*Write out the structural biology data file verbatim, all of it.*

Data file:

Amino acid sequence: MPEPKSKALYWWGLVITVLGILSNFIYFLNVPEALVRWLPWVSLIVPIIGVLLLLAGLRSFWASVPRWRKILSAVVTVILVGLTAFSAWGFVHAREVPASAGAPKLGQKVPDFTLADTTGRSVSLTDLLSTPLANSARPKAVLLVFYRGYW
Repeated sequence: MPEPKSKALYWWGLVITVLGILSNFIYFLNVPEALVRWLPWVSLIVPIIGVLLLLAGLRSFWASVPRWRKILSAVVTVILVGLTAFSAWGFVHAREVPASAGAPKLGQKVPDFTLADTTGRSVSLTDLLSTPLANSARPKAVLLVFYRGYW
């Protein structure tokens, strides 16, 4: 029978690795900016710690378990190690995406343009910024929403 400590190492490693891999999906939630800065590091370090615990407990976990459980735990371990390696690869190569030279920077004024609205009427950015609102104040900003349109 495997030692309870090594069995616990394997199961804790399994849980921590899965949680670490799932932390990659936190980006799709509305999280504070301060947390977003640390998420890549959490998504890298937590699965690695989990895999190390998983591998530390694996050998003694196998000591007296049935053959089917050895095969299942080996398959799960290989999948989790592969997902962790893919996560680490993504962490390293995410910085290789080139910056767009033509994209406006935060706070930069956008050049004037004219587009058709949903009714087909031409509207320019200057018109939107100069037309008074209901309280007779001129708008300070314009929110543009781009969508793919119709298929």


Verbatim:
Amino acid sequence: MPEPKSKALYWWGLVITVLGILSNFIYFLNVPEALVRWLPWVSLIVPIIGVLLLLAGLRSFWASVPRWRKILSAVVTVILVGLTAFSAWGFVHAREVPASAGAPKLGQKVPDFTLADTTGRSVSLTDLLSTPLANSARPKAVLLVFYRGYW
Repeated sequence: MPEPKSKALYWWGLVITVLGILSNFIYFLNVPEALVRWLPWVSLIVPIIGVLLLLAGLRSFWASVPRWRKILSAVVTVILVGLTAFSAWGFVHAREVPASAGAPKLGQKVPDFTLADTTGRSVSLTDLLSTPLANSARPKAVLLVFYRGYW
């Protein structure tokens, strides 16, 4: 029978690795900016710690378990190690995406343009910024929403 400590190492490693891999999906939630800065590091370090615990407990976990459980735990371990390696690869190569030279920077004024609205009427950015609102104040900003349109 495997030692309870090594069995616990394997199961804790399994849980921590899965949680670490799932932390990659936190980006799709509305999280504070301060947390977003640390998420890549959490998504890298937590699965690695989990895999190390998983591998530390694996050998003694196998000591007296049935053959089917050895095969299942080996398959799960290989999948989790592969997902962790893919996560680490993504962490390293995410910085290789080139910056767009033509994209406006935060706070930069956008050049004037004219587009058709949903009714087909031409509207320019200057018109939107100069037309008074209901309280007779001129708008300070314009929110543009781009969508793919119709298929």